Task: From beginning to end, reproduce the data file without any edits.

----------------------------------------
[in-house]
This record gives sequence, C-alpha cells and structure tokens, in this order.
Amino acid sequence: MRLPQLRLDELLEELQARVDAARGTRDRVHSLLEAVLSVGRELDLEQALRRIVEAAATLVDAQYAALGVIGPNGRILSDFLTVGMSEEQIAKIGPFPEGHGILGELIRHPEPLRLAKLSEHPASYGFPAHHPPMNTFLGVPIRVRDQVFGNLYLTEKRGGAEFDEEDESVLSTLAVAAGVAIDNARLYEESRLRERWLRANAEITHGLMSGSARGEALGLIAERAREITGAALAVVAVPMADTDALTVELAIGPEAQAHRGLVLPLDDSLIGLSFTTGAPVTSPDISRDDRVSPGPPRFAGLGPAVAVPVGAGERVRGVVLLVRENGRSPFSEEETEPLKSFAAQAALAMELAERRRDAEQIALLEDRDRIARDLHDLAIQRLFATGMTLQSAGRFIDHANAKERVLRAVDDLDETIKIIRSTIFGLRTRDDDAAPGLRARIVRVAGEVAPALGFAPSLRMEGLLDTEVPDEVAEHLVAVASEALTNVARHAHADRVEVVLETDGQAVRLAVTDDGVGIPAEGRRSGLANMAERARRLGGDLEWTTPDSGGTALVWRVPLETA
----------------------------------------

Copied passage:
[in-house]
This record gives sequence, C-alpha cells and structure tokens, in this order.
Amino acid sequence: MRLPQLRLDELLEELQARVDAARGTRDRVHSLLEAVLSVGRELDLEQALRRIVEAAATLVDAQYAALGVIGPNGRILSDFLTVGMSEEQIAKIGPFPEGHGILGELIRHPEPLRLAKLSEHPASYGFPAHHPPMNTFLGVPIRVRDQVFGNLYLTEKRGGAEFDEEDESVLSTLAVAAGVAIDNARLYEESRLRERWLRANAEITHGLMSGSARGEALGLIAERAREITGAALAVVAVPMADTDALTVELAIGPEAQAHRGLVLPLDDSLIGLSFTTGAPVTSPDISRDDRVSPGPPRFAGLGPAVAVPVGAGERVRGVVLLVRENGRSPFSEEETEPLKSFAAQAALAMELAERRRDAEQIALLEDRDRIARDLHDLAIQRLFATGMTLQSAGRFIDHANAKERVLRAVDDLDETIKIIRSTIFGLRTRDDDAAPGLRARIVRVAGEVAPALGFAPSLRMEGLLDTEVPDEVAEHLVAVASEALTNVARHAHADRVEVVLETDGQAVRLAVTDDGVGIPAEGRRSGLANMAERARRLGGDLEWTTPDSGGTALVWRVPLETA